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Senses and the internet: Do you smell something?

Opinion, 22 August 2014

This post by Bronwen Morgan originally appeared on Research Live.

The internet is currently based around audio and visual interactions, but may soon extend to all five senses, says Professor Adrian David Cheok in his session at the MRS Connected World conference.

Professor Cheok, who specialises in pervasive computing at City University and is the founder and director of the Mixed Reality Lab in Singapore, described in his session on connecting through sensation how non-verbal communication makes up more than half of all communication. This, Cheok says, illustrates the importance of the idea that we are due to move to the next stage of the internet: "from information communication to experience communication."

Touch, and the desire to touch, says Cheok, is one of the most basic animal needs, as demonstrated by laboratory experiments where baby rhesus monkeys show preference for a cuddly fake mother (covered in fur) that does not give milk over a wire mesh mother that does.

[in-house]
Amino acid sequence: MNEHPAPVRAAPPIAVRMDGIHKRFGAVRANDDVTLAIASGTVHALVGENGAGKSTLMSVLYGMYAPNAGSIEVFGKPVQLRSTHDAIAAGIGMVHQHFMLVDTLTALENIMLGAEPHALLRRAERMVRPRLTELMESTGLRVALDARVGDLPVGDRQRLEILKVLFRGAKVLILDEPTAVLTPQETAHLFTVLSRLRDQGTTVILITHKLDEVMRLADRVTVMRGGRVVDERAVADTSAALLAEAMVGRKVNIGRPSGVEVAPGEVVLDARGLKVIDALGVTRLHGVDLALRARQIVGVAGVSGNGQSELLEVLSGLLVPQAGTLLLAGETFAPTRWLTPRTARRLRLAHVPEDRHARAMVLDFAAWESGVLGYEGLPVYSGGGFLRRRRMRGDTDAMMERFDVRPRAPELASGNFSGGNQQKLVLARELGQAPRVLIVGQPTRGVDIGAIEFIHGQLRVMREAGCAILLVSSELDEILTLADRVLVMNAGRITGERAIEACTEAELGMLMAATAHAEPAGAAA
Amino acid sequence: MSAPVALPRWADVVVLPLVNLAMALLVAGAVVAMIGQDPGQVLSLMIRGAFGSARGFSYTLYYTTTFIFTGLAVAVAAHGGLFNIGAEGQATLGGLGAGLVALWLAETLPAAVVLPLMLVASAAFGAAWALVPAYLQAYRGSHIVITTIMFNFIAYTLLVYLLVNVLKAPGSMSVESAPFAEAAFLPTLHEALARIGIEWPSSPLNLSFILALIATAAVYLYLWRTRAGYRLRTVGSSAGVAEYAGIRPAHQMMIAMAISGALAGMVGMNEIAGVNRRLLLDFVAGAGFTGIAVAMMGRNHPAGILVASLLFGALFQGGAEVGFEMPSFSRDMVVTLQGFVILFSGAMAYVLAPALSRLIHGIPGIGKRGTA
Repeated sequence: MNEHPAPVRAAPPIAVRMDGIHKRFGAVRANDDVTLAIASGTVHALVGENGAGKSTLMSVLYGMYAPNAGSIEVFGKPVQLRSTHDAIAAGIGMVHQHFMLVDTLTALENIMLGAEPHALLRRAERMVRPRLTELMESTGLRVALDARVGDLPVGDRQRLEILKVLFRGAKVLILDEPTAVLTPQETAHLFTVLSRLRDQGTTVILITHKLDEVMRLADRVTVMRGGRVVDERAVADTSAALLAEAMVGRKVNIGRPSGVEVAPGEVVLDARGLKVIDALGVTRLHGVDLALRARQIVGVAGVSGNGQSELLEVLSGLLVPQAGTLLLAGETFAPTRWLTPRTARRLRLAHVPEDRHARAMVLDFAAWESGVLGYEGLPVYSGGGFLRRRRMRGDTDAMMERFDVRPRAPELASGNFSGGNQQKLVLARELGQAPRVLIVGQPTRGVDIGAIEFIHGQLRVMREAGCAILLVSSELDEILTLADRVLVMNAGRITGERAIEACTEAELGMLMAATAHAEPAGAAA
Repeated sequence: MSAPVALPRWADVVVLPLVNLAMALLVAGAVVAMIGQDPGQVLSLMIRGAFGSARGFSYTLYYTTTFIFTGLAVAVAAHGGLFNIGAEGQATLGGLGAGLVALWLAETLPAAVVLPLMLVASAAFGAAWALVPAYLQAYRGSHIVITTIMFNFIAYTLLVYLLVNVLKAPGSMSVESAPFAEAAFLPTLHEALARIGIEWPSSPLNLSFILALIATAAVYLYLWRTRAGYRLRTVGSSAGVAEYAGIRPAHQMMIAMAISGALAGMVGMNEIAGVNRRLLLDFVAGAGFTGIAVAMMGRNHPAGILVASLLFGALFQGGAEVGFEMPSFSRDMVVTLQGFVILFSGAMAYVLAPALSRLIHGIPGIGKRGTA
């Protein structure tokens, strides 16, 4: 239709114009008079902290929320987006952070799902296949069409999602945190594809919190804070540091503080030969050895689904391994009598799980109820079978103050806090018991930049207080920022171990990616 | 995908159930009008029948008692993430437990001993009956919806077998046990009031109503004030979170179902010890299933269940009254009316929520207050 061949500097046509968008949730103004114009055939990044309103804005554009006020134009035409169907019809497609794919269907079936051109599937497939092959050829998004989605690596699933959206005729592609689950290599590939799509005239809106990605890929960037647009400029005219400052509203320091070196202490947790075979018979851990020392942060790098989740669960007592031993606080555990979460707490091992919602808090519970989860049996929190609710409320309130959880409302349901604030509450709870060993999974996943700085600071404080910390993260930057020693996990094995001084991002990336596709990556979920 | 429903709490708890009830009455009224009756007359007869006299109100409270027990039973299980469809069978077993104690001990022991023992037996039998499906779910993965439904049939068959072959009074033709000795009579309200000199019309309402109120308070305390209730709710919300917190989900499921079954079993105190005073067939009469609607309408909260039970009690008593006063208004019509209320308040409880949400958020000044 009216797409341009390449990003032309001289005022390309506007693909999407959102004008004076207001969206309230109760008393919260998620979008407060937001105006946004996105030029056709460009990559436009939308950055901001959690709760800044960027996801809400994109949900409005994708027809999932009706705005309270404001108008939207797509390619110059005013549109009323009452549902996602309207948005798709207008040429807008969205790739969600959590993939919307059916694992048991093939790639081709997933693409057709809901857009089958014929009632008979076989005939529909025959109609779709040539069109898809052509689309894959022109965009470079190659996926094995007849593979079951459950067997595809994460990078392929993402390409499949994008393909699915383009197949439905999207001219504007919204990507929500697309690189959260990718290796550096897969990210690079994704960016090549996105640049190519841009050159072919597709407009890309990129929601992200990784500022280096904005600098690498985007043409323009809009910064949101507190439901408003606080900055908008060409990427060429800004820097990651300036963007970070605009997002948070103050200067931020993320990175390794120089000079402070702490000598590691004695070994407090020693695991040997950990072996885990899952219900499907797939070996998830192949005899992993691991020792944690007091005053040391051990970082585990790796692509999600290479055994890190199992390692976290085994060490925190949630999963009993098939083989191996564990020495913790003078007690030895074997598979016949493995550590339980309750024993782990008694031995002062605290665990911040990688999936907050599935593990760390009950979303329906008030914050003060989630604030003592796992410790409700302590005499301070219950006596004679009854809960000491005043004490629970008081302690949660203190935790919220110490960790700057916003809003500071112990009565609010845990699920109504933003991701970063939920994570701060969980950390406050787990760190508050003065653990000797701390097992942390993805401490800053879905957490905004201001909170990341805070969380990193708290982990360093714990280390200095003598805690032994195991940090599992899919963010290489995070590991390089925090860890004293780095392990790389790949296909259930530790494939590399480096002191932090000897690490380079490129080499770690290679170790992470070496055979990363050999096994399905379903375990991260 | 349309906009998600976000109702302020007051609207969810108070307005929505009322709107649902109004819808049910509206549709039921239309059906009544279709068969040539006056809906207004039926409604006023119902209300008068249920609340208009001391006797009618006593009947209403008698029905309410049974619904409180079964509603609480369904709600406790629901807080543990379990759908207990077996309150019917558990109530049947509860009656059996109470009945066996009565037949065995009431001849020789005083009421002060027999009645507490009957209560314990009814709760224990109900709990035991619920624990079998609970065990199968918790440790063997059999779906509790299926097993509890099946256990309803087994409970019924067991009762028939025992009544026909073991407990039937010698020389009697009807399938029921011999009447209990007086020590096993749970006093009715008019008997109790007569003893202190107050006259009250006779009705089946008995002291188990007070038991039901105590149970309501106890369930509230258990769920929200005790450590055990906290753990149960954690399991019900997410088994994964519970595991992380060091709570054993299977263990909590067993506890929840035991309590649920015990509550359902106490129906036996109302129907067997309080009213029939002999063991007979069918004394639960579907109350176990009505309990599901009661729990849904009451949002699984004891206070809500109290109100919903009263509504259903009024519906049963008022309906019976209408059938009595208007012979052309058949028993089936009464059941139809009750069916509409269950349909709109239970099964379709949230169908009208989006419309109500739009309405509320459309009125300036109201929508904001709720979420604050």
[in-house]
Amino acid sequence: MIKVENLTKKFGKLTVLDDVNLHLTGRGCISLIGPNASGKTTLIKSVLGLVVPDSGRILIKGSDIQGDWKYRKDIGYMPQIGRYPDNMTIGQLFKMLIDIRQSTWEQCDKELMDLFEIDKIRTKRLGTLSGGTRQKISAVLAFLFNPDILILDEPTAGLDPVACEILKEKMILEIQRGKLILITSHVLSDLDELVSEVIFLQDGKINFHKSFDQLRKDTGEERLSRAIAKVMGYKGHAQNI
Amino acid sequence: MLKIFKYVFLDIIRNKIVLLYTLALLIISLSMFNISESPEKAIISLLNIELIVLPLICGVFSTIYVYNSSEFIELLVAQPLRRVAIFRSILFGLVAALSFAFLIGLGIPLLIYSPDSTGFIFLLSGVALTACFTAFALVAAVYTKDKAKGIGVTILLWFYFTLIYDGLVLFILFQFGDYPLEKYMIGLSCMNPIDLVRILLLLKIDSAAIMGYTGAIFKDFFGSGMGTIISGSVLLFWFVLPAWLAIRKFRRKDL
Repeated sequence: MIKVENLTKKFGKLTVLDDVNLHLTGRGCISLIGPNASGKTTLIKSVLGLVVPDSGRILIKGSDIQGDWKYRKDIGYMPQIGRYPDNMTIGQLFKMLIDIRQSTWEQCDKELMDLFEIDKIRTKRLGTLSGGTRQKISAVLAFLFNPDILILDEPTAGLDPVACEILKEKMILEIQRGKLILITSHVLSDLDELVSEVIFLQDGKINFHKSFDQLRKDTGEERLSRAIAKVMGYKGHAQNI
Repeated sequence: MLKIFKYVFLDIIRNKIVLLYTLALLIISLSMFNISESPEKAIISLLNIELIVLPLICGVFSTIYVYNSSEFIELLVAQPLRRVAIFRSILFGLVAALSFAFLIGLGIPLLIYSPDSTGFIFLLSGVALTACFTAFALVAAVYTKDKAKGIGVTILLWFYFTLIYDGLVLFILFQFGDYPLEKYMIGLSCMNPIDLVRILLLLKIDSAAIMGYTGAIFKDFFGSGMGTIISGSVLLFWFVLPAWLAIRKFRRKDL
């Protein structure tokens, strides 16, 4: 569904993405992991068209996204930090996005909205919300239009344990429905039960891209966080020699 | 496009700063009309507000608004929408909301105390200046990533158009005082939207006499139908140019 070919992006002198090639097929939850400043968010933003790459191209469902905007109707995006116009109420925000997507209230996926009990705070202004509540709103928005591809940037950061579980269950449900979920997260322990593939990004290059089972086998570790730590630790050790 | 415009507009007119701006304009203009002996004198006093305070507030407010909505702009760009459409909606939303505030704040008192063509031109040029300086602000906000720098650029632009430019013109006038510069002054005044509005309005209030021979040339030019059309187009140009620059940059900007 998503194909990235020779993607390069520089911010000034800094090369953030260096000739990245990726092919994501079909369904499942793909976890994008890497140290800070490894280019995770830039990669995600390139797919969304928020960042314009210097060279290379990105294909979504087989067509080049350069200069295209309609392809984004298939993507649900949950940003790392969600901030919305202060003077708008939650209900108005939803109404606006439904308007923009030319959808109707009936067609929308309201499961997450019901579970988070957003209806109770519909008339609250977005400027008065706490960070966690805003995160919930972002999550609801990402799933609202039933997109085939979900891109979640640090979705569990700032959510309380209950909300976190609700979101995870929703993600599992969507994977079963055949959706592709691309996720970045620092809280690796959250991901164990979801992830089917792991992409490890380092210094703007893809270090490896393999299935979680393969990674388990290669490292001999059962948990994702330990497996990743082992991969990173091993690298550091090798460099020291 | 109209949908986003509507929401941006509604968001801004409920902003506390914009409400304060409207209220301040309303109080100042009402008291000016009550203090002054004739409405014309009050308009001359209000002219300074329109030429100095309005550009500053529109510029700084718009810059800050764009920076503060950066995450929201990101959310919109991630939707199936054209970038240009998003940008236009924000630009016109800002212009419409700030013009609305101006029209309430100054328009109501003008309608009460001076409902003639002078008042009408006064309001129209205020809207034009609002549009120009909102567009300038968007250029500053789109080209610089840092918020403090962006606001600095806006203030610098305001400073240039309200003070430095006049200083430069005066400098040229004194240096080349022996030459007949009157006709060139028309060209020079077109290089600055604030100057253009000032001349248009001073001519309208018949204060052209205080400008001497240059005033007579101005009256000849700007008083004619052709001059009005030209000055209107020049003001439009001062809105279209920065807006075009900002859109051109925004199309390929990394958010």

This field of knowledge has led to the development of products such as RingU, which can transmit a 'squeeze' over the internet, and Huggy Pajama, which can transmit a hug via a wearable jacket wired up to a computer. These kinds of technology, says Cheok, can allow us to move from the typical one-to-one transmission of touch to a one-to-many model. "Once we digitise touch," he says, "we can have new touch relations."

Smell and taste

The senses of smell and taste, explains Cheok, are the only senses that are directly connected to the limbic system, the area of the brain linked to emotion. For that reason, the digitisation of these senses is particularly compelling.

The audience at the session were given a live demonstration of a mobile phone attachment that transmits the smells of roses and whisky, prompted by a text message. A particularly brave audience member also volunteered to test out a newly-developed sensor which, when placed directly on the tongue, can invoke a sour taste in the mouth through stimulation of the taste receptors in the tongue.

The idea that the senses can be digitised means that they can also be recorded and stored. This, in theory, would allow us in the future to record our favourite smells from childhood, or the hug of a loved one so that it can be experienced when they are no longer around, says Cheok.

For the more commercially-minded, there is also the possibility of being able to "charge people $100 to hug Madonna".

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